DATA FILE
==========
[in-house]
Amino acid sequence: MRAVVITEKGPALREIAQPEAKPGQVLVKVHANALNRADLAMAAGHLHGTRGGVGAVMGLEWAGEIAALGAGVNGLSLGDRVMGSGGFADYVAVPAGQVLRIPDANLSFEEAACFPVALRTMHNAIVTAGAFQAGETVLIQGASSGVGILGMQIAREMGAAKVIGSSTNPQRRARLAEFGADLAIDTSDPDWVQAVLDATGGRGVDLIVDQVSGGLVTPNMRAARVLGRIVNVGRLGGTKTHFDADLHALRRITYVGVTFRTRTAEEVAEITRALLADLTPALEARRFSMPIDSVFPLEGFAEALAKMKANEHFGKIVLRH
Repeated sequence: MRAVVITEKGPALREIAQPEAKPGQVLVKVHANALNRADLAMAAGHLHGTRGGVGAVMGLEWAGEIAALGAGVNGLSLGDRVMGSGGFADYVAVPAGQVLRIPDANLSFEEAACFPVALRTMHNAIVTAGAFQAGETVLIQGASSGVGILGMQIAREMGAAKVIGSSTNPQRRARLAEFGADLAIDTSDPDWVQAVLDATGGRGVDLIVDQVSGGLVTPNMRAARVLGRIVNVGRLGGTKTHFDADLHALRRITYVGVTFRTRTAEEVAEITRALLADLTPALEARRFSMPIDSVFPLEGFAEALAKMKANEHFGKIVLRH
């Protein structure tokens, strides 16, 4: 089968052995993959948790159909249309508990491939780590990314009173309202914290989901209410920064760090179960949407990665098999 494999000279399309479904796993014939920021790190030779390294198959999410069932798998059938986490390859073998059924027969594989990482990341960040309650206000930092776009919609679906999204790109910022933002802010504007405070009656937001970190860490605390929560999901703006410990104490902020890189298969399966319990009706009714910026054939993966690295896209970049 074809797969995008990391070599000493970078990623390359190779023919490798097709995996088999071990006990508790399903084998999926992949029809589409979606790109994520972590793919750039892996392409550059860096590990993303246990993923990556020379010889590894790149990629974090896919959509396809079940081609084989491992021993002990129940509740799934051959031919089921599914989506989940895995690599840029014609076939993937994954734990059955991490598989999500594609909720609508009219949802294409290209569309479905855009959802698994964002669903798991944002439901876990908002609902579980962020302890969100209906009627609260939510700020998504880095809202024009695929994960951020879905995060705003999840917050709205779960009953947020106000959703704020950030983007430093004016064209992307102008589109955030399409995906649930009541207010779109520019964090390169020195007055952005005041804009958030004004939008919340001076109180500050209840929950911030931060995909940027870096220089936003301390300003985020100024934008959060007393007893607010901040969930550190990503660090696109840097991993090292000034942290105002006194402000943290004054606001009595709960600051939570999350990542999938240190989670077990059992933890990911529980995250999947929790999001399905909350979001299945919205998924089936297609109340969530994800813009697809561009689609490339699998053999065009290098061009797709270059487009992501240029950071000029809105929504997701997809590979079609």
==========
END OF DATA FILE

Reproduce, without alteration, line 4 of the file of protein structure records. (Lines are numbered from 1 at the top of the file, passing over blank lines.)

């Protein structure tokens, strides 16, 4: 089968052995993959948790159909249309508990491939780590990314009173309202914290989901209410920064760090179960949407990665098999 494999000279399309479904796993014939920021790190030779390294198959999410069932798998059938986490390859073998059924027969594989990482990341960040309650206000930092776009919609679906999204790109910022933002802010504007405070009656937001970190860490605390929560999901703006410990104490902020890189298969399966319990009706009714910026054939993966690295896209970049 074809797969995008990391070599000493970078990623390359190779023919490798097709995996088999071990006990508790399903084998999926992949029809589409979606790109994520972590793919750039892996392409550059860096590990993303246990993923990556020379010889590894790149990629974090896919959509396809079940081609084989491992021993002990129940509740799934051959031919089921599914989506989940895995690599840029014609076939993937994954734990059955991490598989999500594609909720609508009219949802294409290209569309479905855009959802698994964002669903798991944002439901876990908002609902579980962020302890969100209906009627609260939510700020998504880095809202024009695929994960951020879905995060705003999840917050709205779960009953947020106000959703704020950030983007430093004016064209992307102008589109955030399409995906649930009541207010779109520019964090390169020195007055952005005041804009958030004004939008919340001076109180500050209840929950911030931060995909940027870096220089936003301390300003985020100024934008959060007393007893607010901040969930550190990503660090696109840097991993090292000034942290105002006194402000943290004054606001009595709960600051939570999350990542999938240190989670077990059992933890990911529980995250999947929790999001399905909350979001299945919205998924089936297609109340969530994800813009697809561009689609490339699998053999065009290098061009797709270059487009992501240029950071000029809105929504997701997809590979079609």